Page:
Soul Reapers are practically gods. Indeed, in the Japanese version, they are called Shinigami which roughly translates to “Gods Of Death”. They are spirits who can’t be seen or interacted with by normal humans, and certainly cannot procreate with humans under normal circumstances. Isshin, through the use of his special gigai, was able to sire offspring with a human (Ichigo and his two younger sisters). 

This probably subconsiously affected how I could envision spiritual beings like angels taking on physical form and being able to procreate, such as in Genesis 6:1-4. 

Genesis 6:1-4 says; 

“When human beings began to increase in number on the earth and daughters were born to them,  the sons of God saw that the daughters of humans were beautiful, and they married any of them they chose. Then the Lord said, ‘My Spirit will not contend with humans forever, for they are mortal; their days will be a hundred and twenty years.’

The Nephilim were on the earth in those days—and also afterward—when the sons of God went to the daughters of humans and had children by them. They were the heroes of old, men of renown.”

I defend the view that the Sons Of God in this passage were divine beings (or angels) in a couple of different places. The first is in my essay; “Genesis 6 – The Nephilm: Descendents Of Cain, Neanderthals, Ancient Kings, Or Angel-Human Hybrids” and on Cerebral Faith Live in the episode titled “Genesis 6: What Were The Nephilim?” 
 
One of the main objections I usually receive to the view that the Nephilim were giants, offspring of angelic fathers and human mothers, is “How could immaterial beings procreate with physical women?” or “How can spirits intermingle with material entities?” I’m not saying someone’s up in Heaven handing out the equivolent of gigais to angels. We have no idea how that works. It’s certainly possible that God creates bodies for them to inhabit and discard when they need to interact with people, or perhaps Angels have the ability to materialize their essence at will (literally change from coporeal to incoporeal and vice versa). We simply don’t know. We do have examples of angels being material beings and doing very physical things; the example of the angels eating lunch with Abraham in Genesis 18 is my favorite example. It would also be hard to imagine Gabriel conversing with Mary in Luke 1 unless he could produce physical sound waves that entered her ears and had a physical form that photons could bounce off of and hit her retinas. So it isn’t really an issue of whether angels can become physical. They undoubtedly do, whichever interpretation of Genesis 6:1-4 you take. The only question is HOW they are able to pull this off, which remains a mystery.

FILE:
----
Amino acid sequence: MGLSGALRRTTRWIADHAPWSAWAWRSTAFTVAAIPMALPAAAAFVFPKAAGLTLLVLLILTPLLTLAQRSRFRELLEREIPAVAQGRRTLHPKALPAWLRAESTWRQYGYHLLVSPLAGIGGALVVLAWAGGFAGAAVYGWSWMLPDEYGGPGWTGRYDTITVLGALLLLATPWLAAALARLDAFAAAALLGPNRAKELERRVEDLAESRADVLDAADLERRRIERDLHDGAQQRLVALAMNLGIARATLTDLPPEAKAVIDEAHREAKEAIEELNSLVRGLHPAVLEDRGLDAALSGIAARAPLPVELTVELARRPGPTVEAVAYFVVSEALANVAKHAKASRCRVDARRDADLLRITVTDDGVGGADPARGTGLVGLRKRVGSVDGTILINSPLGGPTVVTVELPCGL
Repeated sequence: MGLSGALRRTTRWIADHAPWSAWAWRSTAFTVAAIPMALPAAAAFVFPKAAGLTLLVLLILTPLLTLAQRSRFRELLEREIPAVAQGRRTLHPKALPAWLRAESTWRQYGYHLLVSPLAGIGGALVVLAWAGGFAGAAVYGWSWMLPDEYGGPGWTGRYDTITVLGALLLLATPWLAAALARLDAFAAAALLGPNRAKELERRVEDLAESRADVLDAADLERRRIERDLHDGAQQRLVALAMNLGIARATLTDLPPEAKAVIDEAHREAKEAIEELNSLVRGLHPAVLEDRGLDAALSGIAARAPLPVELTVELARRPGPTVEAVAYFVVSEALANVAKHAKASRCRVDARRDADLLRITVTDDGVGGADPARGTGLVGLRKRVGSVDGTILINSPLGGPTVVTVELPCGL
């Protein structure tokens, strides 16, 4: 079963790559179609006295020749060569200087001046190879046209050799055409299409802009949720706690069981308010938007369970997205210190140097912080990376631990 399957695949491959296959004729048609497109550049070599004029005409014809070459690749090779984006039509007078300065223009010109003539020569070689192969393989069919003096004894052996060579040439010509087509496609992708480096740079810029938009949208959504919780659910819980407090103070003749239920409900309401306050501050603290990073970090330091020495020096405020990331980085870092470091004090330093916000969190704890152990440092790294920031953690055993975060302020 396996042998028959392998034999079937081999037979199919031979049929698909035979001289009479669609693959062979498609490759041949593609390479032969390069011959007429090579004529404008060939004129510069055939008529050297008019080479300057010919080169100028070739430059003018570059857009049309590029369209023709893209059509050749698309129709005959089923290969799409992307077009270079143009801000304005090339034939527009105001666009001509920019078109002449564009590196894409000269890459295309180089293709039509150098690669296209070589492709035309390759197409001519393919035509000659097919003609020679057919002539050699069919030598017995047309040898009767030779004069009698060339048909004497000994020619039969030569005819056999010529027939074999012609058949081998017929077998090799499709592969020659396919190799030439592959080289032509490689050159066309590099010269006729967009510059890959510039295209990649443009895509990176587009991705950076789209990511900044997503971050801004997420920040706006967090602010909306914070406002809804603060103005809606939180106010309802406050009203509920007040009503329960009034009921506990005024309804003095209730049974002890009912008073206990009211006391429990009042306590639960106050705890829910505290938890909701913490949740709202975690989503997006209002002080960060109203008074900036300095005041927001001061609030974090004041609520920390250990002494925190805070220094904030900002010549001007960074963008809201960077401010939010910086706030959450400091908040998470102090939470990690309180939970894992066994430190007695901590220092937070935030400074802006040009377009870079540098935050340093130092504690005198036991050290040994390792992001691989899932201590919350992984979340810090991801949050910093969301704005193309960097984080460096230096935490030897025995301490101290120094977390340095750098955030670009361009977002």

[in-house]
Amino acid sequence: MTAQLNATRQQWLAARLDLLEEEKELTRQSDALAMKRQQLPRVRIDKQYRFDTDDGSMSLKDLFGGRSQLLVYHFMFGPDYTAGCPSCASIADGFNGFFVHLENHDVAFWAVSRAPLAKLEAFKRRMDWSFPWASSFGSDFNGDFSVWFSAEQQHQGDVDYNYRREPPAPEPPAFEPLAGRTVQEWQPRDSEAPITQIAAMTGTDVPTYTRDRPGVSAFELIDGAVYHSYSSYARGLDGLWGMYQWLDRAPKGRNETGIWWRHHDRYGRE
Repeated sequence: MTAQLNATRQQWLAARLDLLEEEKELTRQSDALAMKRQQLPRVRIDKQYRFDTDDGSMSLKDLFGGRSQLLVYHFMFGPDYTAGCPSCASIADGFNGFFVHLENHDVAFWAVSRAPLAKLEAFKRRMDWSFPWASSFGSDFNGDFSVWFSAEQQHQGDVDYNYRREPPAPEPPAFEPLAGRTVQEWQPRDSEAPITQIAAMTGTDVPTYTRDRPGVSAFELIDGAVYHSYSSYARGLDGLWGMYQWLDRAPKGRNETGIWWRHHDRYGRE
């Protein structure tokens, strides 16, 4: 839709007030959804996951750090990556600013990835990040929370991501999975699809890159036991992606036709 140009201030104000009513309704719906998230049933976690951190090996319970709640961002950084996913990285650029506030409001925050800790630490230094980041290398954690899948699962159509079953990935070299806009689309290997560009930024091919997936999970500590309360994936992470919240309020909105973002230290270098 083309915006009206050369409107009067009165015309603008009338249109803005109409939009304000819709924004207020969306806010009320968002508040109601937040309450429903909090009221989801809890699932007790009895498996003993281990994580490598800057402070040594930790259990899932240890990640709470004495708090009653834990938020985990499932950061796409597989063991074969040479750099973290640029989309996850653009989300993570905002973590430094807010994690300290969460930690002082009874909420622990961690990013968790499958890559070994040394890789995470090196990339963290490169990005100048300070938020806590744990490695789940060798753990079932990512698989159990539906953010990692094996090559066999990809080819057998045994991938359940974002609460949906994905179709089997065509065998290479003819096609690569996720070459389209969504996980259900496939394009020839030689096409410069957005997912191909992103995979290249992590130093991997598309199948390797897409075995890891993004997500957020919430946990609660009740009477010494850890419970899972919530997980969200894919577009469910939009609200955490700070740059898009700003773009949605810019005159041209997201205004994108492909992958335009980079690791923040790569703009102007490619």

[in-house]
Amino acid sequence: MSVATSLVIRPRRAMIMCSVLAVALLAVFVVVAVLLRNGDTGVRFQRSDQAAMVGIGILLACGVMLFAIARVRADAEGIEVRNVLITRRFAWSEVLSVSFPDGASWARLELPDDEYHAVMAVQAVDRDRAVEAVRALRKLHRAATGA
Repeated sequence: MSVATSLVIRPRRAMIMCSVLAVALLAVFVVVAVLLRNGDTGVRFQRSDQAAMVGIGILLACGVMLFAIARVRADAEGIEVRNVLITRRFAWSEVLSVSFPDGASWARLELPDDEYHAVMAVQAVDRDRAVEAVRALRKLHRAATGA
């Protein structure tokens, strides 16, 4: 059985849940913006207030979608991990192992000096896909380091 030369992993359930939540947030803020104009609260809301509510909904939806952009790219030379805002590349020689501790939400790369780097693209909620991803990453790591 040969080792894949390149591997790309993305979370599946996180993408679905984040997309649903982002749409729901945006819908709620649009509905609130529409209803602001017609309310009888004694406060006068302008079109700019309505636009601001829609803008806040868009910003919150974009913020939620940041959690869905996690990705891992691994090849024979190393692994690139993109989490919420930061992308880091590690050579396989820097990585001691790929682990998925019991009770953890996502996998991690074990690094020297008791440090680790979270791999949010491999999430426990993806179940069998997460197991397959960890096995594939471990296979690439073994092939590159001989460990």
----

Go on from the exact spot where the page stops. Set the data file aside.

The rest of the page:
But it’s probably thanks to Bleach that I don’t have a hard time imagining how a spirit being could become material and be capable of procreating. 

Conclusion

Although I don’t get my theology from any anime or manga, the picture of the spiritual realm that Bleach gives probably helped me to get around the idea of souls dying and gods mating with humans in a way that was helpful. These views might have been hard to visualize (and thus, believe) otherwise. They can serve as helpful illustrations as we reflect on the Bible’s teachings about The Second Death (Revelation 21:8) and the fathers of the Nephilim. 
 
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NOTES 

1: Not including the logically impossible like creating a square circle, one ended stick, or married bachelor. Not even God can make the incoherent coherent. But this is no challenge to His omnipotence as most theologians define omnipotence precisely as “being able to do all that is logically possible.” 

2: I believe Peoples said this in “Episode 4: The Case For Annihilationism – with Glenn Peoples” —https://rethinkinghell.com/2012/09/04/episode-4-the-case-for-annihilationism-with-glenn-peoples/ 

3: Traditionalists love to go on about how eternal torture is so much worse than being annihilated. To the point of borderline saying that being annihilated is no big deal!